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Biofuel race is a global pursuit for Jersey's Primus, funded by Israel Corp.
|Wednesday, June 27, 2012
By Eliot Caroom/The Star-Ledger
|Investing in a startup is never a sure bet, but the payoffs can be huge. In that respect, Primus Green Energy is a quintessential example of a bootstrapping business.
The Hillsborough company hopes to revolutionize the energy sector by producing high-octane gasoline and jet fuel -- so-called "drop-in" products that can be substituted for current fuels in existing vehicles. It's a section of the green tech industry focused on fueling the majority of America's existing 250 million motor vehicles, not the growing but still small number of electric and compressed natural gas cars and trucks.
Primus believes it can compete with oil, currently at $80 or $90 a barrel, depending on its source, as long as the fossil fuel stays around $65 a barrel or higher.
But the company isn't alone in the race to commercially produce gasoline substitutes from biological sources -- companies are trying to make fuels out of everything from algae to corn to wood pellets.
"No doubt about it, there are lots and lots of advanced biofuel developers both based in the United States, some in Canada, some in Europe and further afield," said Pavel Molchanov, who follows energy businesses for Raymond James & Associates. "There's plenty of competition."
Molchanov said the industry is in the early stages, and not all companies will survive out of more than 100 he estimates are in business nationwide.
"Five years from now when this industry is, hopefully, in the mainstream of production, there will be a much more limited set of competitors," Molchanov said. "It's not going to be two or three, it might be a couple dozen, but it's clearly going to be compressed."
Primus has promise. It raised $40 million from its main investor (although it had hoped for more support), and a demonstration project is producing gas (but not yet in commercial quantities).
That could change by 2013 if the company has its way. It plans to build an approximately $200 million commercial plant in partnership with Bechtel, an engineering giant with a history of scaling up new technology.
The company is attracting the support of a spectrum of federal officials and Jersey politicians not just for its technology, but because it ties together New Jersey and Israel, where the company's only major investor thus far, Israel Corp., is based.
Israel Corp. is the country's largest holding company, listed on the Tel Aviv Stock Exchange, and owns stakes in other energy-related business like Better Place, an electric car battery swap business that Gov. Chris Christie visited on his trip to the Middle East.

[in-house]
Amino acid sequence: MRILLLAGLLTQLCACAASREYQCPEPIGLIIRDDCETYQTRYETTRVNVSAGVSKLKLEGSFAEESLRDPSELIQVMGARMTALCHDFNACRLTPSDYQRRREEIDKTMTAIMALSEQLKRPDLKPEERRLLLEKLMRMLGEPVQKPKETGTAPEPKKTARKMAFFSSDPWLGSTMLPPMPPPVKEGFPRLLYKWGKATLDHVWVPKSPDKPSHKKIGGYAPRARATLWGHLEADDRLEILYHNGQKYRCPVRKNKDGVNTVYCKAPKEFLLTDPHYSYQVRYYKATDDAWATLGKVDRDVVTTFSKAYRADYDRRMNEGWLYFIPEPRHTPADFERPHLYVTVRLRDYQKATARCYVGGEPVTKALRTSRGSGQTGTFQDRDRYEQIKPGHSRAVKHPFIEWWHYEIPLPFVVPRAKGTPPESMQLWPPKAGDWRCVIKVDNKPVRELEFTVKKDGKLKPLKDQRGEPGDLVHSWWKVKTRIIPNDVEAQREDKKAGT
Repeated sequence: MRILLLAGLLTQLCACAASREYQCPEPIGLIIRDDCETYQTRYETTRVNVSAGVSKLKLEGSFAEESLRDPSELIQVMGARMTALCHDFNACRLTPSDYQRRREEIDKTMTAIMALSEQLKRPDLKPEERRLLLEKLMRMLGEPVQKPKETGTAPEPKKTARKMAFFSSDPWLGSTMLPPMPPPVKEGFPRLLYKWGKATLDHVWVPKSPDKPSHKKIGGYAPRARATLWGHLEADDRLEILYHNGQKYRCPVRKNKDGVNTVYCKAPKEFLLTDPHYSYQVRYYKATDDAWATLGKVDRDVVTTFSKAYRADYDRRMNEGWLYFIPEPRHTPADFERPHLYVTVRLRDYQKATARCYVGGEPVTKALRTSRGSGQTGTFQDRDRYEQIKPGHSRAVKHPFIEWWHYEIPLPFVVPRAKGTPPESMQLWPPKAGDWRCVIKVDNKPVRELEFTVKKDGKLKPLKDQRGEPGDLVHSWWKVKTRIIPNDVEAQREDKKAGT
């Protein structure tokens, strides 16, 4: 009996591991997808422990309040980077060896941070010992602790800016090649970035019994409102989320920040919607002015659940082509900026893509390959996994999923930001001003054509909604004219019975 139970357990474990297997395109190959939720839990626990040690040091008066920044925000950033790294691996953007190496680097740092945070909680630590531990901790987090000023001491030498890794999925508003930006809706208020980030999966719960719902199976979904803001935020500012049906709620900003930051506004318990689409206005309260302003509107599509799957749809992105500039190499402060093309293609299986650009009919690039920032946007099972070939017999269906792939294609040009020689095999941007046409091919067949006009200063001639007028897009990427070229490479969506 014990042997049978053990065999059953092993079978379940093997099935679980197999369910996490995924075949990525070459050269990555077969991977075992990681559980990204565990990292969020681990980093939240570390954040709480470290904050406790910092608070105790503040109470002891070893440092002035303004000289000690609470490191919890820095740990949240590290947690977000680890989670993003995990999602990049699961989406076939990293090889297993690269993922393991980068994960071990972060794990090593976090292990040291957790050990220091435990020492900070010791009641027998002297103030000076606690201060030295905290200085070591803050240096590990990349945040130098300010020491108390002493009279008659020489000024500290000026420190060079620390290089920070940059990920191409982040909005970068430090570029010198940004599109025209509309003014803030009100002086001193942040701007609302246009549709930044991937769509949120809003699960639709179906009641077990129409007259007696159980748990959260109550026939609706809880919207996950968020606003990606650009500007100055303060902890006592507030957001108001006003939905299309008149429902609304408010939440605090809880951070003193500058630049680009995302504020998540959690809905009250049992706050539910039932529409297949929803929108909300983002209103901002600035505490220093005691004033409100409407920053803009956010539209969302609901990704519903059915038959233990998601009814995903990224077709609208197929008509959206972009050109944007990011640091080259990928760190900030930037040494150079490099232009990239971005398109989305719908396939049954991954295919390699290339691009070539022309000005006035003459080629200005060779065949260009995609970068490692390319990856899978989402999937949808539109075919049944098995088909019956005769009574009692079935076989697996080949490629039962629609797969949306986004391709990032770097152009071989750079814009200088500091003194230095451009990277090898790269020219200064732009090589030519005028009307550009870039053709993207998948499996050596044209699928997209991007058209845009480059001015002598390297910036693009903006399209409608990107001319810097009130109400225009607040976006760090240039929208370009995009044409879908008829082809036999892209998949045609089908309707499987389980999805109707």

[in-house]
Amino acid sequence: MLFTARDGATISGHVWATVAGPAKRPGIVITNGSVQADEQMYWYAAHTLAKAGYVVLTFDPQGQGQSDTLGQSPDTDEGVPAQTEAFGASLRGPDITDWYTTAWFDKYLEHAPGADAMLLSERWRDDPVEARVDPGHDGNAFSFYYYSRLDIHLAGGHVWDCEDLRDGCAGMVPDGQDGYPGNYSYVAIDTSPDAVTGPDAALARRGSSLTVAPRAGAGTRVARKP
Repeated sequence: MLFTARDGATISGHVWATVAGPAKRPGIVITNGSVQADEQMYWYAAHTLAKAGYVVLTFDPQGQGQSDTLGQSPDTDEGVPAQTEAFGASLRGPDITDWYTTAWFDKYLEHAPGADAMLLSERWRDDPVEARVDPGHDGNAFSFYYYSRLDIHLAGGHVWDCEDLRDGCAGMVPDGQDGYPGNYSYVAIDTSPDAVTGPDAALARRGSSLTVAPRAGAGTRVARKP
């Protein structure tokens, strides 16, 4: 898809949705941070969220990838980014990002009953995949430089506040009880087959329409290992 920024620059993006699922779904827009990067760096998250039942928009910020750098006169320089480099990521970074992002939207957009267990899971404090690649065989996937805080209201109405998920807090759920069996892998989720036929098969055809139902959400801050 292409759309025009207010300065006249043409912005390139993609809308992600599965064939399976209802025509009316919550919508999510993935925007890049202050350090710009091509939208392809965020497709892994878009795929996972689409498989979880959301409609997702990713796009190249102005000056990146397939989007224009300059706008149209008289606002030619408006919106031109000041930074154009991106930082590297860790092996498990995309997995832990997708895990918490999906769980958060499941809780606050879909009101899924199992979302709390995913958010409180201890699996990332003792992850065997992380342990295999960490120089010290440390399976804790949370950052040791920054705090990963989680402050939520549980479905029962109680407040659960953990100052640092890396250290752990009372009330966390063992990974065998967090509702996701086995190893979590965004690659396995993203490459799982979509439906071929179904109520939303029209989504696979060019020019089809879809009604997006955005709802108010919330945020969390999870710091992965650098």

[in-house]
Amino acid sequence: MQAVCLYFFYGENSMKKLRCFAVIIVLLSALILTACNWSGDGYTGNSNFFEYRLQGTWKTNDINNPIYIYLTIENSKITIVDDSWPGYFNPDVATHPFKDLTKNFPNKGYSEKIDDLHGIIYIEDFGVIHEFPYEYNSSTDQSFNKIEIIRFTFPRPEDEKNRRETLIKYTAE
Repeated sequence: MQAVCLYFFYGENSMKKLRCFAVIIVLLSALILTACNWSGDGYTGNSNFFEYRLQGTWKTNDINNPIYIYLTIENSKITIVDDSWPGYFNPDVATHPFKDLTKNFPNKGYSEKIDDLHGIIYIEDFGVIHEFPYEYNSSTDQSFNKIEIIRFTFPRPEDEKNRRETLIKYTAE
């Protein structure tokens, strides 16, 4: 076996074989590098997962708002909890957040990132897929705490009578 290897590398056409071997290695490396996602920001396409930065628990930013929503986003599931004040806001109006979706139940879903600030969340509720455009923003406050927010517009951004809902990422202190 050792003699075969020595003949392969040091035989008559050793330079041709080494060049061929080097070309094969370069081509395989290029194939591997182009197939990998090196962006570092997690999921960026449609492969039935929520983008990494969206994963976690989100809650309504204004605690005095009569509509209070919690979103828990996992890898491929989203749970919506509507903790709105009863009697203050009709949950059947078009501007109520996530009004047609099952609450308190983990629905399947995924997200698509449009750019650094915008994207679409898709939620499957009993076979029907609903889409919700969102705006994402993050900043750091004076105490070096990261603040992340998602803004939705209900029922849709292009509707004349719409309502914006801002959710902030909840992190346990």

Some New Jersey leaders see the work as a benefit to Israel and the United States, not only for economic or environmental reasons, but also geopolitical ones.
"We are spending billions of dollars overseas with hostile nations (for oil)," said Assemblyman Upendra J. Chivukula (D-Somerset).
Chivukula, who visited Israel for an energy seminar thanks to the American Jewish Committee, commended Israel Corp. for "investing in the future" with its stake in Primus.
So, exactly how promising is Primus?
Some proof is in the gasoline. When the company last Friday showed off gasoline produced from its pilot project, U.S. Rep. Leonard Lance (R-7th Dist.), Chivukula, and former Gov. Jim Florio looked on as a car started up on gasoline made from wood pellets.
A planned demonstration-size plant will produce 33 liters of gas an hour, or 4 to 5 barrels a day, said Primus Vice President George Boyajian.
Wood pellets are vaporized, and the elements are used to make natural gas. Or Primus staff can use natural gas itself. Either way, another reactor converts that natural gas to gasoline fit to fuel an SUV or a hybrid.
The next question the company faces is how it will grow from its current 40-person staff at its Hillsborough headquarters -- and where.
Company officials say they're looking at sites for commercial plants that will cost between $100 million and $300 million, and are focusing most of their attention outside of New Jersey.
Boyajian said eastern Pennsylvania, Texas, Louisiana and Canada are all being considered.
If the company builds up facilities and work force outside of the state, its headquarters could move, Boyajian said, but it will keep a Jersey presence.
"I don't know about corporate," Boyajian said. "Certainly the R&D will remain at our current location."
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